Finland Times

Tuesday, 07 December, 2021
Home NATIONALMigri under pressure in handling asylum applications
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Thu, 08 Sep, 2016 12:00:31 AM
FTimes- Xinhua Report,Sept 8

While the Finnish Immigration Service (Migri) has been hard-pressed to respond to the loads of asylum applications, it came under criticism of deliberately issuing negative decisions.

Last Sunday, Finnish language daily Helsingin Sanomat reported that Migri's officials responsible for handling asylum applications were working under pressure.

The officials complained that they were pushed to make decisions in their haste to meet the "unrealistic" targets set by the Ministry of Interior, and the quality of decisions might not be secured.

They also felt that they were required to make more negative decisions, and the sensation was based on the general atmosphere and the individual signals.

The story triggered wide public debate in Finland. Migri was criticized for hasty decision-making, tightened asylum policy and even deliberately making negative decisions.

Prime Minister Juha Sipilä told local media on Sunday that his government had not put any pressure on immigration authorities and made no request for negative decisions.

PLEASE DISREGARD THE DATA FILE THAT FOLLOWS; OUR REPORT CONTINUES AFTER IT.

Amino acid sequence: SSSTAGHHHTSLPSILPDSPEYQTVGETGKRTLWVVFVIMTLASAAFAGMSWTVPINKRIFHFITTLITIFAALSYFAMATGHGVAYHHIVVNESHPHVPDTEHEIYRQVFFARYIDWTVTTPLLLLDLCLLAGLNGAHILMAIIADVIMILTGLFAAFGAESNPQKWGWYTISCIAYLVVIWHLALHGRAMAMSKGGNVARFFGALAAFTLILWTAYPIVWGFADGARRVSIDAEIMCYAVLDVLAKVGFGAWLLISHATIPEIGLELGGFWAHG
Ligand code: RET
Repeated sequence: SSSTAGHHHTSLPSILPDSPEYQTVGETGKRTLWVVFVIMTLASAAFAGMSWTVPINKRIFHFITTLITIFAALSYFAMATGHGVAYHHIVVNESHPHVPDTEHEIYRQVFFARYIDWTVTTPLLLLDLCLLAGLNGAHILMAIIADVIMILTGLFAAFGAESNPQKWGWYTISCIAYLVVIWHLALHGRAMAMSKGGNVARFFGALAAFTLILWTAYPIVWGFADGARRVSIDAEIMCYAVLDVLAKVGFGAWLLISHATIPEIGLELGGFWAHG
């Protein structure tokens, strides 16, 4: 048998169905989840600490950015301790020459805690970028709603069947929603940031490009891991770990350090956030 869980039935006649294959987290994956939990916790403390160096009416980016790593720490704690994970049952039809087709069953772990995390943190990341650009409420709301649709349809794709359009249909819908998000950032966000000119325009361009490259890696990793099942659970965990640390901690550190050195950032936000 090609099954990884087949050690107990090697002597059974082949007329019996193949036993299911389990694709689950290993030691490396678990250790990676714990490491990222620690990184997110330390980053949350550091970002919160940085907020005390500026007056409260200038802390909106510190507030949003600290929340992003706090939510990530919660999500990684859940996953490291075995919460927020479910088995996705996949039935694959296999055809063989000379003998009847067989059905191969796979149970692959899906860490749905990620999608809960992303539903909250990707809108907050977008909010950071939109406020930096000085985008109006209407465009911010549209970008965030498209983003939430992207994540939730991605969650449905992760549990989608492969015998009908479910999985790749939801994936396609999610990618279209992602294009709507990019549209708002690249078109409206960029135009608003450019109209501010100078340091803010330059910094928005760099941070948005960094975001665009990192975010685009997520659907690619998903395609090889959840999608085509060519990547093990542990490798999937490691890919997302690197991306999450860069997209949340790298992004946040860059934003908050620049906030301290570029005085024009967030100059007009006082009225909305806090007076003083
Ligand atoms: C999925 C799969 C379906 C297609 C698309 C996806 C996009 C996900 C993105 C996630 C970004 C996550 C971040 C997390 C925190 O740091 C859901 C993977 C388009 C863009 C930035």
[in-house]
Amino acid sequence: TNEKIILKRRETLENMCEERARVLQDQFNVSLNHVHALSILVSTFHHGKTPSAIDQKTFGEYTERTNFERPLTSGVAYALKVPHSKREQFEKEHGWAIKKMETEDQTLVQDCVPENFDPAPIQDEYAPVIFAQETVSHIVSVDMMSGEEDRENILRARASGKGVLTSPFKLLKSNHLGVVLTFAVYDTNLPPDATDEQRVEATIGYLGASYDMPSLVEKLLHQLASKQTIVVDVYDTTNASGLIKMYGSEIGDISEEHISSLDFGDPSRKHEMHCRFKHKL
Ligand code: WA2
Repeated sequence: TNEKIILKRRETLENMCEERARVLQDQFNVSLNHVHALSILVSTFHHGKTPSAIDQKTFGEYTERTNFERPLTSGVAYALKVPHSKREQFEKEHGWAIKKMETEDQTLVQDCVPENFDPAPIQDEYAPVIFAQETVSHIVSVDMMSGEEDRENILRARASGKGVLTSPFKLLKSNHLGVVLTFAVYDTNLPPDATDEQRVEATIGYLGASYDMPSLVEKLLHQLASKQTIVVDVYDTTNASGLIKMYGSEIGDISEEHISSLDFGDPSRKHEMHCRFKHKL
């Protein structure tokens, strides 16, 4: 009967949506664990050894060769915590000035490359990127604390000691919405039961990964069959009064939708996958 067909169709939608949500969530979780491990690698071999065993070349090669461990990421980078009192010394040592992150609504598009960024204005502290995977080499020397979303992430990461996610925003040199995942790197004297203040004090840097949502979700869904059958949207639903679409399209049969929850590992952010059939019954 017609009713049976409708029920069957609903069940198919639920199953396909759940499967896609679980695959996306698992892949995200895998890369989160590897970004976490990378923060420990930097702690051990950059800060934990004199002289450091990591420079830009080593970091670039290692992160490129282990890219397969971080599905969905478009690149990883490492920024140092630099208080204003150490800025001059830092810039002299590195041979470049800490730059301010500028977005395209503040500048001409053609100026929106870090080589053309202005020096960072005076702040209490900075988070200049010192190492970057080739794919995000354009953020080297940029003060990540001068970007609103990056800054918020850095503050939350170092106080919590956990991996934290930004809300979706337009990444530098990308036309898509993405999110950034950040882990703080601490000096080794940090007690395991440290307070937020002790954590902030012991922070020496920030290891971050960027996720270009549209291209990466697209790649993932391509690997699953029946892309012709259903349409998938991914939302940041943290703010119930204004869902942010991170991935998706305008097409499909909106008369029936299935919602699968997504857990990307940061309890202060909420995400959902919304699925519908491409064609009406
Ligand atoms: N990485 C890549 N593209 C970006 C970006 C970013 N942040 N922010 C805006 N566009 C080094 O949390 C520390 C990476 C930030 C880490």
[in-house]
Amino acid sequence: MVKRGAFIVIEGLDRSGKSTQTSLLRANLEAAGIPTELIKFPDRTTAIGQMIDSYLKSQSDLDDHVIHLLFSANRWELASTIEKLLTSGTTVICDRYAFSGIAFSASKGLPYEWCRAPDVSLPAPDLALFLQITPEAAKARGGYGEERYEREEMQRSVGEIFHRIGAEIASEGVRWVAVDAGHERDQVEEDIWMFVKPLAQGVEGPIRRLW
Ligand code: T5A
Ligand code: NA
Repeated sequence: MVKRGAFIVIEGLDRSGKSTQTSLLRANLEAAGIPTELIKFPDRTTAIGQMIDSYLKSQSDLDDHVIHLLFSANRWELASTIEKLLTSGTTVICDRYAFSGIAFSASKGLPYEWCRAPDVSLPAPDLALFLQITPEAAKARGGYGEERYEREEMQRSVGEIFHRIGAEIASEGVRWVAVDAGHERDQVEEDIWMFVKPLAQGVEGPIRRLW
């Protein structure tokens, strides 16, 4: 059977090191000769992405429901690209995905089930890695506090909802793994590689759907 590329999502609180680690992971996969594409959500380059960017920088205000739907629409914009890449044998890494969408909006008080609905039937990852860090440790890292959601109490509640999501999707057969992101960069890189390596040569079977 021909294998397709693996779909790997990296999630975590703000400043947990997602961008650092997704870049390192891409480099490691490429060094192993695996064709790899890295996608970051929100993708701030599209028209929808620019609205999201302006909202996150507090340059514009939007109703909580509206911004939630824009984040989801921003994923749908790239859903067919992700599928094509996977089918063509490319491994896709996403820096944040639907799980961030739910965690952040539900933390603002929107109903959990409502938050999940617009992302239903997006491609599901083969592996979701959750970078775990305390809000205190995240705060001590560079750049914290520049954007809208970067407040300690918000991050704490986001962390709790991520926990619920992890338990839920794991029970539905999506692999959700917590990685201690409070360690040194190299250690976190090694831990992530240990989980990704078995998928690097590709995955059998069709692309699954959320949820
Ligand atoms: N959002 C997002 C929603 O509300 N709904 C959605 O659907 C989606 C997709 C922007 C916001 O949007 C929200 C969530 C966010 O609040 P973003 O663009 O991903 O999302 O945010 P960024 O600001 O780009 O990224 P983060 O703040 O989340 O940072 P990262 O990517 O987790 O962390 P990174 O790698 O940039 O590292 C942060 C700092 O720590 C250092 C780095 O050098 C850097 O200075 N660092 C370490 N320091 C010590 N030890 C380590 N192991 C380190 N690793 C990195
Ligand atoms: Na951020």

Jaana Vuorio, director general of Migri, also denied that the agency's leadership asked the officials to reject as many as possible asylum applications.

The agency claimed on Monday asylum should be granted to those in need of international protection but not all asylum seekers arriving in Finland.

Earlier this year, the Ministry of Interior set a target that the processing of asylum applications should be completed by the end of August, meaning that the immigration officials should make 600 to 1,000 asylum decisions on a weekly basis.

The agency then increased its workforce for the processing work from 75 people to 550, but it seems that the target cannot be fulfilled.

Currently, about 14,000 asylum seekers are still waiting for their fate, of which around 60 percent are from Iraq, 20 percent from Afghanistan, 10 percent from Somalia. Migri said it will clear the asylum queue by the end of 2016.

Opposition politicians and human rights organizations have blamed the situation as problematic.

"Let's guarantee that Migri has the necessary resources and time to process the applications with due diligence," Ville Niinisto, chairman of the Green League,  wrote in his Facebook pages on Sunday.

"Wrong decisions cannot be justified simply by noting that there is a short window to file an appeal," Li Andersson, Chairman of the Left Alliance, said in a press release on Monday.

In May this year, Finnish parliament deleted the category of humanitarian protection from the Finnish Alien's Act and the Migration Authority also changed the specific criteria regarding Iraq. Since then, the number of negative decisions for Iraqi asylum seekers has increased steeply.

About 70 percent of the asylum applications have been rejected, but the figure used to be some 28 percent before the tightening of regulations.

Finland received 32,000 asylum seekers in 2015, ten times of the average in previous years. The inflow of new arrivals has been eased in 2016.

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